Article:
Thailand Leads The Way In Crypto – Will It Steal A March On The US?

Think about financial powerhouse countries on the world stage, and you would be forgiven if Thailand does not appear in your top five – or even ten. Yet the small South East Asian nation is set to become a major player in a fringe area that is about to become very big – the ever-growing crypto scene.


While the US government continues to tie itself up in knots over how to handle cryptocurrency, Thailand has welcomed the technology with open arms. The Thai government has been vociferous in its support for crypto and the Central Bank has even issued a press statement that it is working, with government support, to map out its own digital currency.


Public adoption of crypto

Government support is one thing, but what really stands out is the level to which the average man or woman on the street of Bangkok is taking to crypto. We have discussed in a previous article how Bitcoin is particularly popular among online gamblers, particularly in jurisdictions where there are legal restrictions on indulging in their hobby and this gives one clue as to why Bitcoin is becoming so popular in Thailand.

In some respects, the legal rules around online gambling resemble those in the US. Specifically, online casinos are prohibited in Thailand, but there is no law against Thai citizens visiting ones that are based outside the country. The Bitcasino website is one that is familiar to anyone who likes to use their cryptocurrency for a spin on the reels, and it is also available in Thailand. As you can see, it is the same site with the same offers, but in the Thai language.

Asia is the largest gambling market in the world, and Thais enjoy playing slots and roulette as much as their neighbours from Cambodia or the Philippines. The ability to simply buy their Bitcoins, visit an overseas casino like this and then, if they get lucky, cash in their winnings is therefore a huge draw.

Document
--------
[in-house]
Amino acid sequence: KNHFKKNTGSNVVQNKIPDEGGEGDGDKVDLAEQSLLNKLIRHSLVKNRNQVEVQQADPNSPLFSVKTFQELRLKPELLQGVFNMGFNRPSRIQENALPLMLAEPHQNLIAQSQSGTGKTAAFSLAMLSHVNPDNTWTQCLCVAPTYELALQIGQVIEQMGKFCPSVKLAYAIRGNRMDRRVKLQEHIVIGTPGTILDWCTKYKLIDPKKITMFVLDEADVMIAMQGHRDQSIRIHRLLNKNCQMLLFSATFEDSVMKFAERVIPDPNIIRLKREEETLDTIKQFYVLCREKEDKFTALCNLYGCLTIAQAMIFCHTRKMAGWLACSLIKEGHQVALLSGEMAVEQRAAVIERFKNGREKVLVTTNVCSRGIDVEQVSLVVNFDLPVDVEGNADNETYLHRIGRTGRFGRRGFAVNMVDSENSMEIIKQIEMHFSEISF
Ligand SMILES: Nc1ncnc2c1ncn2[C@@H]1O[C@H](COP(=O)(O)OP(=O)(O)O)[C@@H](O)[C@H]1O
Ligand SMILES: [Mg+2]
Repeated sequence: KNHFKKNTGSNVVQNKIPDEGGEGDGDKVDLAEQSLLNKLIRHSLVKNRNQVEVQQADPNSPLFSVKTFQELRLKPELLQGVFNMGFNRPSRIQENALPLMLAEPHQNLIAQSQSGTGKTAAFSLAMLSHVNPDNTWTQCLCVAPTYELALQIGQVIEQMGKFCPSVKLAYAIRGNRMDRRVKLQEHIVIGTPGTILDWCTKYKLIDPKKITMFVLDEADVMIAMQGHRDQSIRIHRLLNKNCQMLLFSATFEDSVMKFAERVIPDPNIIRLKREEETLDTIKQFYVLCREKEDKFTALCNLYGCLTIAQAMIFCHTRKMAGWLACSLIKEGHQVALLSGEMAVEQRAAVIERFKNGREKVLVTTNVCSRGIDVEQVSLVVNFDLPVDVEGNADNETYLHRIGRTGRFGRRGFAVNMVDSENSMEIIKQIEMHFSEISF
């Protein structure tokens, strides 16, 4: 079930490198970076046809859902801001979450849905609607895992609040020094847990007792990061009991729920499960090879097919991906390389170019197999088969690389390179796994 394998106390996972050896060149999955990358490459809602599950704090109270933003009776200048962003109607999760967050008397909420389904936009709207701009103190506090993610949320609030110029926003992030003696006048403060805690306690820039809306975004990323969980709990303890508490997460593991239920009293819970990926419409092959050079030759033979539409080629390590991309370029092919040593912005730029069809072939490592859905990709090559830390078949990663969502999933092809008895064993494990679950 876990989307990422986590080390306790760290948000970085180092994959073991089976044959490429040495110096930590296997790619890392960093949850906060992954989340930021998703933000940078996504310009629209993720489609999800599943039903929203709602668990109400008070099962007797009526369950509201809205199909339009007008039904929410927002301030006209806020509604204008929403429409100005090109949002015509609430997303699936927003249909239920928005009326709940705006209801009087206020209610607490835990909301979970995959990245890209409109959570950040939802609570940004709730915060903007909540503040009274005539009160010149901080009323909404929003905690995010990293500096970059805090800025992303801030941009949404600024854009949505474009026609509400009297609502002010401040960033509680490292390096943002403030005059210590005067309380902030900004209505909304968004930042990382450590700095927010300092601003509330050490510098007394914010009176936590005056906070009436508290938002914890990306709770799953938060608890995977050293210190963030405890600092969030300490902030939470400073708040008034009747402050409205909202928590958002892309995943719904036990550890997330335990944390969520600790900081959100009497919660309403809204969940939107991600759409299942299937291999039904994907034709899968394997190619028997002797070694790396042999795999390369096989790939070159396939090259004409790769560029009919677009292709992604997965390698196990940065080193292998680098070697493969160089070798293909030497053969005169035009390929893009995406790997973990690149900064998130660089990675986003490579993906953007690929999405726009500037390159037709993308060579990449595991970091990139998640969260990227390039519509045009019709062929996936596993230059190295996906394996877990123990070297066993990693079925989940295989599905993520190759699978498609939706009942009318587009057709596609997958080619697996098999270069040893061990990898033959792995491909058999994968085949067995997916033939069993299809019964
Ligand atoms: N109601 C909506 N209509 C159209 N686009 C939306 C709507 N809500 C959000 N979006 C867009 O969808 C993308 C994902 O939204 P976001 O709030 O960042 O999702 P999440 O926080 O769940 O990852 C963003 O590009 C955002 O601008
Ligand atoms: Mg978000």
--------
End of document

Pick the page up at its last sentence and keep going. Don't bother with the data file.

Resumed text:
Businesses and regulators working together

Across most of the western world, businesses, governments and regulators seem to operate in spite of one another. The idea of them all pulling in the same direction in a spirit of cooperation sounds like some sort of Utopia, but that’s exactly what is happening in Thailand’s burgeoning crypto market.

It’s noticeable that the blockchain companies and exchanges setting up in Thailand work closely with local regulators from the outset, even while they are just starting up and growing their communities. Buy in from local government helps to bolster their credibility as well as smoothing the regulatory path.

It’s not just a case of the start ups seeking to “suck up” to the government, however. There is a genuine willingness among regulators to be progressive in emerging technology. Zac Cheah is CEO of Pundi X, an Asia-based blockchain technology company with global aspirations. He spoke to Techcrunch magazine about the attitude of the Thai government to the new dynamic, and commented that government itself is changing at a rapid rate.

He said the government has “people that are very knowledgeable about what is happening right now,” and added: “They know [blockchain] will change the landscape a lot so I think they are trying to think through the ‘tokenomics’ of how they want to get involved.”

It is an attitude from which western governments could learn some valuable lessons. The people, businesses, regulators and government all wanting the same thing and pushing in the same direction to achieve it? Some people say that cryptocurrency is leading us to a brave new world, and if the attitude is Thailand is a hint of what is to come, they might just be right.

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